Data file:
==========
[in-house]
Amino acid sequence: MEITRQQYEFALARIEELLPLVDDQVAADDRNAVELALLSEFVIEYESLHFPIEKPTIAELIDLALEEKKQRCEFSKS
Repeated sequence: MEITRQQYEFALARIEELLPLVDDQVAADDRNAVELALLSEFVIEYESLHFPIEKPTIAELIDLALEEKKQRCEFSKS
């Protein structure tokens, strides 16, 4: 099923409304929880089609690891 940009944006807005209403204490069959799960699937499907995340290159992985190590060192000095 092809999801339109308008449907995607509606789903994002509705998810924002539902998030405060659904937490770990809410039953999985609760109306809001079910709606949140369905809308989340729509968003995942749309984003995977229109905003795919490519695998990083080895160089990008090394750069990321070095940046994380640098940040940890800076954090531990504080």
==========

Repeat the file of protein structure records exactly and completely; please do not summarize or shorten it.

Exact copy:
[in-house]
Amino acid sequence: MEITRQQYEFALARIEELLPLVDDQVAADDRNAVELALLSEFVIEYESLHFPIEKPTIAELIDLALEEKKQRCEFSKS
Repeated sequence: MEITRQQYEFALARIEELLPLVDDQVAADDRNAVELALLSEFVIEYESLHFPIEKPTIAELIDLALEEKKQRCEFSKS
């Protein structure tokens, strides 16, 4: 099923409304929880089609690891 940009944006807005209403204490069959799960699937499907995340290159992985190590060192000095 092809999801339109308008449907995607509606789903994002509705998810924002539902998030405060659904937490770990809410039953999985609760109306809001079910709606949140369905809308989340729509968003995942749309984003995977229109905003795919490519695998990083080895160089990008090394750069990321070095940046994380640098940040940890800076954090531990504080």